“Encouraging signs emerging from Great Recession”

From airplane parts to medical devices, cookware, pharmaceuticals and mining equipment, factories across the region are collecting contracts that square with the national trend of burgeoning productivity.

Even though manufacturers rely more and more upon automation and greater productivity from every worker, hiring is on the rise. In Spokane, for example, there were 15,325 people employed by manufacturing firms in December, the most since late 2009.

via “Encouraging Signs Emerging from Great Recession”, Spokesman-Review.

It’s a rainy morning and unfortunately I have not yet forgotten how to make a chart. So let’s chart some actual data!

Historical Manufacturing Employment in Spokane County

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Spokane: When news breaks, not much happens

An incident occurred Saturday night that shows the impact of local news room cut backs.

The Incident

Around 9 pm on Saturday, there was a murder, followed by a suicide during the night. Police, sheriff’s deputies, State patrol, SWAT team equivalent, negotiators, K-9 teams, police reserves, an armored vehicle all arrived and the sheriff’s helicopter circled over head for hours. Nearby apartments were evacuated and streets were closed off much of the night. Dozens of officers were involved. This is a big deal in Spokane.

Local News Coverage

Let’s look at how this was covered by the news media in Spokane …


  • 9 pm: Shooting occurs, police respond.
  • 11 pm: KXLY – zero coverage.
    11 pm: KHQ and KREM have short phone calls with their photographer on scene.
    11 pm: The Spokesman-Review tweets that a shooting occurred.
  • 12 Midnight: KHQ and KREM add six sentence stories to their web sites.
  • (Update: As added in a comment to this post, KHQ and KREM did “okay” – not great, but okay. See the comments for more information.)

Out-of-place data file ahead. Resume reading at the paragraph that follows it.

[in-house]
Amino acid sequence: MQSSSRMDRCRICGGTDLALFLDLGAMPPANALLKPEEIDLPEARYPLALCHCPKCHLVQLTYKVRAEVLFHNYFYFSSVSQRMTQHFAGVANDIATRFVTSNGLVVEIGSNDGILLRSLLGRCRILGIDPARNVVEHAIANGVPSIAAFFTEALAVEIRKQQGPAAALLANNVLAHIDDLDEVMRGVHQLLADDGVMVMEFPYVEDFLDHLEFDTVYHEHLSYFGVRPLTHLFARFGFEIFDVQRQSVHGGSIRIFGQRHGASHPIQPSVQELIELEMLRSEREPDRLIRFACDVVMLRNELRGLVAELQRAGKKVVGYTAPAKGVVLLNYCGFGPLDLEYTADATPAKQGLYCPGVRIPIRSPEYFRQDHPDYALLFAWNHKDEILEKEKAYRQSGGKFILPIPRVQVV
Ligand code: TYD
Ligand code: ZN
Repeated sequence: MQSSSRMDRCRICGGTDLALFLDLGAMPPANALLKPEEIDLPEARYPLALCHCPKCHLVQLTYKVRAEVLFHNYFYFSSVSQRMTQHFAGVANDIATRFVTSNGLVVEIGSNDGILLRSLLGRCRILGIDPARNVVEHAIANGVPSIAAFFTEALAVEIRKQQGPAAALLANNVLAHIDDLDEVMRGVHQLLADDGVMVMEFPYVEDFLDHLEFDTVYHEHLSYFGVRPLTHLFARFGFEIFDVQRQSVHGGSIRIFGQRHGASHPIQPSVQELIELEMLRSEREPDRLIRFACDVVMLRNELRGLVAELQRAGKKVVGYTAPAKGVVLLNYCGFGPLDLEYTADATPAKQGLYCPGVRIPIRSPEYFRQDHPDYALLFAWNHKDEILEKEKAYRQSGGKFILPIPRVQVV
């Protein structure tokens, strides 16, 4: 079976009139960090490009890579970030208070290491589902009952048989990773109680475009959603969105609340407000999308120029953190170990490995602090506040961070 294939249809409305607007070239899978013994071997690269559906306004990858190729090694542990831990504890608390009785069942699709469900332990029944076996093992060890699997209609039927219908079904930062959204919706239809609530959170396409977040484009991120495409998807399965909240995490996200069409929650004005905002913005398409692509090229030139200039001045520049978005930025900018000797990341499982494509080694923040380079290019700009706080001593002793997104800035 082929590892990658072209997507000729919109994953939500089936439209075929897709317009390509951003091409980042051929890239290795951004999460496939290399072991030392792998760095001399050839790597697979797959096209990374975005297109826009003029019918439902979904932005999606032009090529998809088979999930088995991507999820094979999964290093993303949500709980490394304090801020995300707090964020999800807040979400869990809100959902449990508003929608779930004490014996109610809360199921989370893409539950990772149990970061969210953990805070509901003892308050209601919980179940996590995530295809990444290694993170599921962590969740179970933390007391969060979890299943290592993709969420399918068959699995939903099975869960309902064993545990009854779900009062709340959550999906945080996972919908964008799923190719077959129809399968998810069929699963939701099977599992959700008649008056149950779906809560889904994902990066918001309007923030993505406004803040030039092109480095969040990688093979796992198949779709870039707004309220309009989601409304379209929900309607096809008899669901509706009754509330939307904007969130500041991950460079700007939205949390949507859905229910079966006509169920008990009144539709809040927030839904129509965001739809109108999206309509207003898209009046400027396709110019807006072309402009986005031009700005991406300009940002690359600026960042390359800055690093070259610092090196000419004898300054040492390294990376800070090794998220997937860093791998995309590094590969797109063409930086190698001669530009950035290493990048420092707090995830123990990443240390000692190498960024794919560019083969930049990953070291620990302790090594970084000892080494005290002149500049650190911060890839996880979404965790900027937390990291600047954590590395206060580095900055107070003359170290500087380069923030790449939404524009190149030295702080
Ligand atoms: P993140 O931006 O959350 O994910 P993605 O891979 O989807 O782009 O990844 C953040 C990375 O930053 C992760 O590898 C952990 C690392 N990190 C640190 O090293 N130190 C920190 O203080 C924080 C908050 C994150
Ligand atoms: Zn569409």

Was this an important story in Spokane? As of Monday, this was the #1 most viewed story at the local TV station web sites.

Does Spokane’s news media lack resources to cover urgent, breaking news outside of regular business hours?  Looks that way.  They may want to take an introspective look at how they could do better.

What impact will the lack of news resources have on a community in terms of losing coverage of urgent news events, local government initiatives, education, business activities, economic development, and projects pushed by local developers?

Update: One week later, here’s an example of a smaller deal that was reported and online quickly, rather than 18 hours later. Hopefully the event above led to some new ideas for covering timely news.


Falls under bridge

Image by lndhslf72 via Flickr

I have said a heck of a lot more about Spokane than I ever intended.

This project grew much bigger than I ever anticipated. Ick. All I wanted to do was find out what happened to a bunch of companies that had closed or left. I never set out nor intended to end up with a huge economic study and probably a bad one at that. Oh well.

I thought I was done last fall, then something happened and there was more to post. I thought I was done in January but the cycle repeated. Various people asked for “recommendations” – I tried to come up with something original, even though it could be off in space.

At this point, I will step back (yeah, right …) from this hobby that went on much too long.


I tried to source the majority of posts and charts to reputable original data sources. There could be errors in the original data or sometimes, I had to transcribe data and could have made mistakes or mistakes in interpretation. Some contacts that provided information could have been incorrect. As I’ve said all along, if there is better data, please provide the data and the source and I will fix it and make updates. The goal has been to make this an evidence-based, data driven blog.